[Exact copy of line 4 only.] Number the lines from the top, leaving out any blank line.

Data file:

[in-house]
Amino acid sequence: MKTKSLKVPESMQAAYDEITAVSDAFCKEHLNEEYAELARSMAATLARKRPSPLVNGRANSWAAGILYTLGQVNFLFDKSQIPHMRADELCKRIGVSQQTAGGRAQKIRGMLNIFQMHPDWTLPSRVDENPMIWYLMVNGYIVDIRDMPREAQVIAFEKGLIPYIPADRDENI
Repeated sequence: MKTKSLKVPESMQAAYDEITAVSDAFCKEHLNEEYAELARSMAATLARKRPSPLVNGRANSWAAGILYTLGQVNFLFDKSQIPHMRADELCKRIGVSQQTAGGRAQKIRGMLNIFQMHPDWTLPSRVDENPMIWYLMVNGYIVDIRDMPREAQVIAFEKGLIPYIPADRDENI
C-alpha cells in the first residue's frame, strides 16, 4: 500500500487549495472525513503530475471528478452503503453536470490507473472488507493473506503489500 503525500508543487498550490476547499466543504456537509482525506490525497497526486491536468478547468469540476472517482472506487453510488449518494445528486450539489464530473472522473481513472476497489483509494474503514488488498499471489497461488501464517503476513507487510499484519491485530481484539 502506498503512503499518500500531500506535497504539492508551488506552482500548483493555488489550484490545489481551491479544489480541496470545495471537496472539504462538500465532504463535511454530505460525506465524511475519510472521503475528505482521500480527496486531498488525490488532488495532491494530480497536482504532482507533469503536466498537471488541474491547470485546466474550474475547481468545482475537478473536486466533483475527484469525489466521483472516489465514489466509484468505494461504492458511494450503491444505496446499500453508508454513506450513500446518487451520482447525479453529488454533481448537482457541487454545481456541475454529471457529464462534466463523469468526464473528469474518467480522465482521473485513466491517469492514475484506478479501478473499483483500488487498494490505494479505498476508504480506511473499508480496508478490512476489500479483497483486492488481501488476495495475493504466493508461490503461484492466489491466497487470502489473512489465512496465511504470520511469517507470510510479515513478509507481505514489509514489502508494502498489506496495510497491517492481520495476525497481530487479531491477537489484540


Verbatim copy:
C-alpha cells in the first residue's frame, strides 16, 4: 500500500487549495472525513503530475471528478452503503453536470490507473472488507493473506503489500 503525500508543487498550490476547499466543504456537509482525506490525497497526486491536468478547468469540476472517482472506487453510488449518494445528486450539489464530473472522473481513472476497489483509494474503514488488498499471489497461488501464517503476513507487510499484519491485530481484539 502506498503512503499518500500531500506535497504539492508551488506552482500548483493555488489550484490545489481551491479544489480541496470545495471537496472539504462538500465532504463535511454530505460525506465524511475519510472521503475528505482521500480527496486531498488525490488532488495532491494530480497536482504532482507533469503536466498537471488541474491547470485546466474550474475547481468545482475537478473536486466533483475527484469525489466521483472516489465514489466509484468505494461504492458511494450503491444505496446499500453508508454513506450513500446518487451520482447525479453529488454533481448537482457541487454545481456541475454529471457529464462534466463523469468526464473528469474518467480522465482521473485513466491517469492514475484506478479501478473499483483500488487498494490505494479505498476508504480506511473499508480496508478490512476489500479483497483486492488481501488476495495475493504466493508461490503461484492466489491466497487470502489473512489465512496465511504470520511469517507470510510479515513478509507481505514489509514489502508494502498489506496495510497491517492481520495476525497481530487479531491477537489484540